The next time you need to get gas, think about the effort you are making to compare prices. Are you making the same effort to understand your investment costs?

What is normal?

The 3 months ending September 30, 2015 were not pleasant for investors worldwide. This was the first down quarter in over 3 years for major indexes, such as the S & P 500.

Downturns like the past quarter happen nearly every year. They are normal. They are part of investing in stocks.

We focus on continuous learning and conveying important financial information to you. The following data should give you the confidence and courage to adhere to your financial plan and asset allocation. This will contribute to your long term financial success.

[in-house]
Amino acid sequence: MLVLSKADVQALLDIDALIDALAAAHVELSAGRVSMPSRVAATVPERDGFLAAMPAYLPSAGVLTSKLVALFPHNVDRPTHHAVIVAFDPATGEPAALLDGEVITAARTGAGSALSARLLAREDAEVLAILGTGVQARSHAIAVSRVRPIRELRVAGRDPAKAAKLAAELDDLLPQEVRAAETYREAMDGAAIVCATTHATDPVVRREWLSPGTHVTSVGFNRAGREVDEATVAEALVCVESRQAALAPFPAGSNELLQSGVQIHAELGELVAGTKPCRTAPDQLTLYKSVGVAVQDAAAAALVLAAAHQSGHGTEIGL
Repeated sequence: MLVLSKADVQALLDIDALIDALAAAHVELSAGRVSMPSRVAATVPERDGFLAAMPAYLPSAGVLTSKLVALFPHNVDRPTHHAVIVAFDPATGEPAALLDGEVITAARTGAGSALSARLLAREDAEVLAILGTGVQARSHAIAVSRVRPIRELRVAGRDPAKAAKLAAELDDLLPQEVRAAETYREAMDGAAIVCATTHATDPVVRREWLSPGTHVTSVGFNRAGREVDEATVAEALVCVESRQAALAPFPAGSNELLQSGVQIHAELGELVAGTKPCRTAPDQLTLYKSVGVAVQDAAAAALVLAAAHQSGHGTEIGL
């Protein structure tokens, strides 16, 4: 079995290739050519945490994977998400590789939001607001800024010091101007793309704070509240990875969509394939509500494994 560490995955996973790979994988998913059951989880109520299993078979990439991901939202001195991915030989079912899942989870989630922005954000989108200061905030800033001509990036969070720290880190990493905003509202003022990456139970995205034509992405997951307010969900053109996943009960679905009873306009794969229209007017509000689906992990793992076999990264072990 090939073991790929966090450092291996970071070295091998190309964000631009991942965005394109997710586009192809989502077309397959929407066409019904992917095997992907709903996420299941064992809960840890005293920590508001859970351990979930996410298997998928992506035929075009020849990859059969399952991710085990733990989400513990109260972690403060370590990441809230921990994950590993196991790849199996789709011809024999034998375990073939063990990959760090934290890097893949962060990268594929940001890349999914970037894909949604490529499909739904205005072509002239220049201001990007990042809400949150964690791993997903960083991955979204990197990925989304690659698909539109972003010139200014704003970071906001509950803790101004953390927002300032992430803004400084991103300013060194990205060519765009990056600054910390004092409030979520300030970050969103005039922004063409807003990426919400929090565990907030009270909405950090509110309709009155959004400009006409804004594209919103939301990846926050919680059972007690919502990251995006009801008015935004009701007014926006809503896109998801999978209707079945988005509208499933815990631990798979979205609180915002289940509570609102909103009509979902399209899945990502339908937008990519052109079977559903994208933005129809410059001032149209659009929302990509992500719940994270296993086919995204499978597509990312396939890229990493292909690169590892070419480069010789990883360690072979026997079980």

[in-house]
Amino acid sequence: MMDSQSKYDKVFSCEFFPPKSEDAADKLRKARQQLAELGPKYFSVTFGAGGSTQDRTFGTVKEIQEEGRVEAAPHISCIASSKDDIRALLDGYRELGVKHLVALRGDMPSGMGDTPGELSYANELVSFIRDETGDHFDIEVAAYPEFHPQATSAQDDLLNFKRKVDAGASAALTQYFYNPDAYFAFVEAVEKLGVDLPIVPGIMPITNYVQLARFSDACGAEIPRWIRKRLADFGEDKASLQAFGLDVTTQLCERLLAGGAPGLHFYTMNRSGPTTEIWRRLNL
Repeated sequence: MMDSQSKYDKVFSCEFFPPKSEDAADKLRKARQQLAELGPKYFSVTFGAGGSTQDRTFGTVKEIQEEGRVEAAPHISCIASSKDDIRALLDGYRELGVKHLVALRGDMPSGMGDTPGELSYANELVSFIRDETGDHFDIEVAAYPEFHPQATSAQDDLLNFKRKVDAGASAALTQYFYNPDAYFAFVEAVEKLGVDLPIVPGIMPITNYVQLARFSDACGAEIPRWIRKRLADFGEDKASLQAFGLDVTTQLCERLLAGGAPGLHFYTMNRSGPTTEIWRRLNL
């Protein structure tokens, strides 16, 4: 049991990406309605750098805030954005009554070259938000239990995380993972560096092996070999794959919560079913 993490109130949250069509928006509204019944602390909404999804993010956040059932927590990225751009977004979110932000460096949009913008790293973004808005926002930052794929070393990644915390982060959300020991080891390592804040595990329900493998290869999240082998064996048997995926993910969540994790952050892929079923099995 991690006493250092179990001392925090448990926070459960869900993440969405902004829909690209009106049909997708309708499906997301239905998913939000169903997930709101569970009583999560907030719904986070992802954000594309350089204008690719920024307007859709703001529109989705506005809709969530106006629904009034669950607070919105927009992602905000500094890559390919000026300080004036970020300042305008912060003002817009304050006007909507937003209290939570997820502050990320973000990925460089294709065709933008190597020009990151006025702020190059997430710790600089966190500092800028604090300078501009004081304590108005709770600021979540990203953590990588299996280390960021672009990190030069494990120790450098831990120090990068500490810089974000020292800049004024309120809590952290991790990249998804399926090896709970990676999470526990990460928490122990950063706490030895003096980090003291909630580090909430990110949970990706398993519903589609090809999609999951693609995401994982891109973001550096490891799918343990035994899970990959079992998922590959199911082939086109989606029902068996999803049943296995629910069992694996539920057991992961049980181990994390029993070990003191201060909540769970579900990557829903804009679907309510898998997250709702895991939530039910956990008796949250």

While we recommend owning a globally diversified stock portfolio, a review of US large company stocks, as measured by the S & P 500 index, should provide you with this long term confidence.

20 years ago:

S & P 500, as of 9/30/1995:      584

15 years ago:

S & P 500, as of 9/30/00:         1,436

10 years ago:

S & P 500, as of 9/30/05:         1,229

2010 through current:

S & P 500, as of 9/30/10:         1,141

S & P 500, as of 9/30/11:          1,131

S & P 500, as of 9/30/12:         1,441

S & P 500, as of 9/30/13:         1,682

S & P 500, as of 9/30/14:         1,972

S & P 500, as of 9/30/15:         1,920

We hope this helps you to view market volatility as temporary, as a short term issue.The more you focus on the long term, the more successful you will be.